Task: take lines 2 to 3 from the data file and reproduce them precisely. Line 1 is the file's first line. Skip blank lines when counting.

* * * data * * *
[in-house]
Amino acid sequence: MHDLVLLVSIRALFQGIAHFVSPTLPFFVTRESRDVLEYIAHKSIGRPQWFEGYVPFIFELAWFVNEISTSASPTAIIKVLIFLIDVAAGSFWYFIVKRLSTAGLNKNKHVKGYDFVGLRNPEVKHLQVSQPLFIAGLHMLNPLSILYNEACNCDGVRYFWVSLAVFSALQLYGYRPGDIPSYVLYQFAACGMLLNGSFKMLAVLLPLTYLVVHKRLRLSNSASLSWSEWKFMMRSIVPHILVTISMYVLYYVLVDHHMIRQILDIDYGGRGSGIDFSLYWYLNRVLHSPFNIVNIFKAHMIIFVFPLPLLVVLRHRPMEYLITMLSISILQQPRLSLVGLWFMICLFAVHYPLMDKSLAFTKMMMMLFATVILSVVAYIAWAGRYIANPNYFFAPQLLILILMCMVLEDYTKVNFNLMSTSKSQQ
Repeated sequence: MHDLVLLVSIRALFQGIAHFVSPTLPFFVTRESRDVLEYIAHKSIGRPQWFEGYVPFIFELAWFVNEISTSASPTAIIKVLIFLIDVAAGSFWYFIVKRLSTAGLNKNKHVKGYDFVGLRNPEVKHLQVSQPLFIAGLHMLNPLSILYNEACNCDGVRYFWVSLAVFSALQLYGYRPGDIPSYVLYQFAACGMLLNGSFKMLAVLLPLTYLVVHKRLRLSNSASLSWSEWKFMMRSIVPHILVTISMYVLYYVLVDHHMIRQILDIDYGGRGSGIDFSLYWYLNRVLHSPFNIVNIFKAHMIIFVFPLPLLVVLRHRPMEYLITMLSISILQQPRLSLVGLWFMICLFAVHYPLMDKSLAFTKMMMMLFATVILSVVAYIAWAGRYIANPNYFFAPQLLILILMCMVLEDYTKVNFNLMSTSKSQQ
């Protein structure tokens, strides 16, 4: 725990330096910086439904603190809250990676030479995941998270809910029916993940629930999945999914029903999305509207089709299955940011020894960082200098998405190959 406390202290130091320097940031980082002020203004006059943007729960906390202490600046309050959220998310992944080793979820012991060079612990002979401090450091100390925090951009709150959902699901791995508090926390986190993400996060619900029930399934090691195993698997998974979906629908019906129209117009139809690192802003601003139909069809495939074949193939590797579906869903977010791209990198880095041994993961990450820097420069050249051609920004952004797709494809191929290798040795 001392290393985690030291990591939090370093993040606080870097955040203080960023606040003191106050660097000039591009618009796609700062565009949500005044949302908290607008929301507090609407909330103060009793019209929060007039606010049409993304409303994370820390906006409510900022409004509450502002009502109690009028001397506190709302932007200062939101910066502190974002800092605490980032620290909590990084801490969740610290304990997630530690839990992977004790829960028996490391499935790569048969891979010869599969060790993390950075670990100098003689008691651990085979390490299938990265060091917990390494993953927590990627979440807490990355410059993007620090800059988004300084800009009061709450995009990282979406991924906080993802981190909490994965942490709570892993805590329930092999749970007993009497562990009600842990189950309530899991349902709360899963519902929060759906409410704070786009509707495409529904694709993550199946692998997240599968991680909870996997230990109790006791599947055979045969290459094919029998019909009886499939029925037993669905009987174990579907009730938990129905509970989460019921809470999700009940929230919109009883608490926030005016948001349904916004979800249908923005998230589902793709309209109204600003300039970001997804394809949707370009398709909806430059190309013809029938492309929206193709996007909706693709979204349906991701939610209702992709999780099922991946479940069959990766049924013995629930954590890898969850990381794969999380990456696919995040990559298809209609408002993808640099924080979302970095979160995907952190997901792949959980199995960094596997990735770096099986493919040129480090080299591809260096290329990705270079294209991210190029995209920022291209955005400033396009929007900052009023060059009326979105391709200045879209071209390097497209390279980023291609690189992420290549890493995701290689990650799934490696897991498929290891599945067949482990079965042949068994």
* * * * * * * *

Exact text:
Amino acid sequence: MHDLVLLVSIRALFQGIAHFVSPTLPFFVTRESRDVLEYIAHKSIGRPQWFEGYVPFIFELAWFVNEISTSASPTAIIKVLIFLIDVAAGSFWYFIVKRLSTAGLNKNKHVKGYDFVGLRNPEVKHLQVSQPLFIAGLHMLNPLSILYNEACNCDGVRYFWVSLAVFSALQLYGYRPGDIPSYVLYQFAACGMLLNGSFKMLAVLLPLTYLVVHKRLRLSNSASLSWSEWKFMMRSIVPHILVTISMYVLYYVLVDHHMIRQILDIDYGGRGSGIDFSLYWYLNRVLHSPFNIVNIFKAHMIIFVFPLPLLVVLRHRPMEYLITMLSISILQQPRLSLVGLWFMICLFAVHYPLMDKSLAFTKMMMMLFATVILSVVAYIAWAGRYIANPNYFFAPQLLILILMCMVLEDYTKVNFNLMSTSKSQQ
Repeated sequence: MHDLVLLVSIRALFQGIAHFVSPTLPFFVTRESRDVLEYIAHKSIGRPQWFEGYVPFIFELAWFVNEISTSASPTAIIKVLIFLIDVAAGSFWYFIVKRLSTAGLNKNKHVKGYDFVGLRNPEVKHLQVSQPLFIAGLHMLNPLSILYNEACNCDGVRYFWVSLAVFSALQLYGYRPGDIPSYVLYQFAACGMLLNGSFKMLAVLLPLTYLVVHKRLRLSNSASLSWSEWKFMMRSIVPHILVTISMYVLYYVLVDHHMIRQILDIDYGGRGSGIDFSLYWYLNRVLHSPFNIVNIFKAHMIIFVFPLPLLVVLRHRPMEYLITMLSISILQQPRLSLVGLWFMICLFAVHYPLMDKSLAFTKMMMMLFATVILSVVAYIAWAGRYIANPNYFFAPQLLILILMCMVLEDYTKVNFNLMSTSKSQQ